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NIA officer cross-examined in UDP militant’s trial

Jan 21, 2014, 10:01 AM | Article By: Malamin L.M. Conteh

Kebba Secka, an officer of the National Intelligence Agency (NIA), was yesterday cross-examined in the criminal trial involving one Lasanna Jobarteh, a UDP militant, before Principal Magistrate Ibrahim Kijera of the Bundung Magistrates’ Court.

The accused person, Lasana Jobarteh, is charged with broadcasting without a license contrary to the Information and Communication Act.

Prosecutors accused Lasana Jobarteh that between 14 and 15 December 2013, while attending UDP political rallies at Buffer Zone in the KMC and Brikama and diverse places, talked on Skype using on IPOD and give information to abroad without a broadcastinglicenseand thereby committed an offence.

Responding to questions from the defence counsel, Ousainou Darboe, the witness told the court that he heard a radio station called Freedom Radio Station, and Kibaro Radio Station, but never heard of any radio station called Hellow Gambia, and Gainako.

Asked whether Freedom and Kibaro Radio Stations were operating from The Gambia, he answered in the negative.

He further admitted that he heard about BBC Radio Station and Canal France International Radio Station.

Quizzed again by the defence counsel whether there were instances when he, the witness, heard a BBC correspondent reporting from The Gambia, he answered in the negative.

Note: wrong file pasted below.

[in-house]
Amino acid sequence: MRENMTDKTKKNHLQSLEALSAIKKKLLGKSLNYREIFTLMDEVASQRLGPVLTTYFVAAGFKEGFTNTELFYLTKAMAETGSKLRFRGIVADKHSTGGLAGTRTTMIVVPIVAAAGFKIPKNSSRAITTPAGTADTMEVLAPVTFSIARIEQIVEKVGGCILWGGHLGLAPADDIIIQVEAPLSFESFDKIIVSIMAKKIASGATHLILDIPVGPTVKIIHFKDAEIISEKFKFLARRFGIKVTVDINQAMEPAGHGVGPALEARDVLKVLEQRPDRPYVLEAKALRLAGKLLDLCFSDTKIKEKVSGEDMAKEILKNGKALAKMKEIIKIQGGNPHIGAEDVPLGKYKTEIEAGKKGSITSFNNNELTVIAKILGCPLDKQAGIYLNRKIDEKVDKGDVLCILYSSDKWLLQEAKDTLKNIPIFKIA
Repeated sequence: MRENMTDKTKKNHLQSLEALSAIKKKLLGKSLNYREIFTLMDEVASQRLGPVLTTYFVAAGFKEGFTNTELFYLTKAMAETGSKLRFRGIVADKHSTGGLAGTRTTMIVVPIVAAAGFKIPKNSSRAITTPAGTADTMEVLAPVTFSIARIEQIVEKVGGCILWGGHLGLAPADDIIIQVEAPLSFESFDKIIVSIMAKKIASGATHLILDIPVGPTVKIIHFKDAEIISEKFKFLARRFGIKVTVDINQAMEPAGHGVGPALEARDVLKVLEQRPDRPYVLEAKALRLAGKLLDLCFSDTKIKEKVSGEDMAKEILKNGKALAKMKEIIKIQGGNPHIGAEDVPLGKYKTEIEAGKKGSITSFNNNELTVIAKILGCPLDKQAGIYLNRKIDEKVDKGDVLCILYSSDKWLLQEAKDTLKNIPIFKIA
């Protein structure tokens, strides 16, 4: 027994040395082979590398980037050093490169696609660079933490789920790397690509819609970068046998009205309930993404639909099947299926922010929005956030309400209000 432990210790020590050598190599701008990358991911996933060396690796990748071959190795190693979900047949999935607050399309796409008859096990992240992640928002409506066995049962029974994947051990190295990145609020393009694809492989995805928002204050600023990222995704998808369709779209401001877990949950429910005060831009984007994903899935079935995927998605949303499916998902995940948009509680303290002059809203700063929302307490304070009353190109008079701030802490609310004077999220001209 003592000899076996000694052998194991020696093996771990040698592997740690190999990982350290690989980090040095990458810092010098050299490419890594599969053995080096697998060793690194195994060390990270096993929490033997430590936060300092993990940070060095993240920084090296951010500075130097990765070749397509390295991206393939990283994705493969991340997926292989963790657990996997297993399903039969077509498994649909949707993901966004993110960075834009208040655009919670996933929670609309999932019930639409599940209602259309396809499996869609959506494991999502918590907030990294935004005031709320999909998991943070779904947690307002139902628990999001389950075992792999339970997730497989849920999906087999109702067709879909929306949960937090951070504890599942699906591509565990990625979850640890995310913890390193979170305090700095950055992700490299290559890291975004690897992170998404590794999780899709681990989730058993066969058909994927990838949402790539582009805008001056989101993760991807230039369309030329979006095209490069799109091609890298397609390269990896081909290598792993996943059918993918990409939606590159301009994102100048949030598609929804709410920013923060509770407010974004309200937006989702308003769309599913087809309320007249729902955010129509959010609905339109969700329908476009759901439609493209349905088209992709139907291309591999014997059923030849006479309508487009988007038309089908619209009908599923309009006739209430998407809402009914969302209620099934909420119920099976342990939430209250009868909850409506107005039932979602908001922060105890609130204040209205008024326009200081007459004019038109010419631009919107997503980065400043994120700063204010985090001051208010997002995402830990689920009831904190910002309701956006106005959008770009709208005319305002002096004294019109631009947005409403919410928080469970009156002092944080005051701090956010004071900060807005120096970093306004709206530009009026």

He was also asked whether he has not heard certain prominent Gambian personalities being interviewed on BBC, and he said, ‘No’.

It was put to him that concerning the EU-17 points, some government officials gave their opinion to BBC.

The prosecuting officer, 3533 Jarju, then objected to that line of examination, but was subsequently overruled.

The court asked the witness to answer the question, and the witness said he did not hear government officials giving their opinions on BBC.

The witness also stated that he never heard Abdou Njie on GRTS reporting when he travelled with the President abroad, but admitting hearing Peter Gomez broadcasting a sports programme on West Coast Radio.

Asked whether Mr Gomez has a licence to broadcast by counsel, who added that he was not referring to the West Coast Radio, the witness said he did not know, but the radio station has a licence.

Asked whether he brought the list of all radio stations in The Gambia, as promised, the witness answered in the affirmative and produced the list.

The defence counsel, at that juncture, applied to tender the list of all the radio stations in The Gambia.

The prosecutor objected to the tendering of the list, but his objection was overruled.

The list of all the radio stations in The Gambia was admitted in evidence, as an exhibit.

The witness added that the list does not show that Skype is a radio station.

Asked where the I-Pod used by the accused to broadcast was, the witness stated that he did not know.

Did you find out that all the radio stations in The Gambia have licence to broadcast?The witness responded that during the investigation he did not find out.

Further asked whether from 2012 to date, they have prosecuted any media house for broadcasting without a licence, the witness said that he did not know.

The case was then adjourned to 5 February 2014, for continuation of the hearing.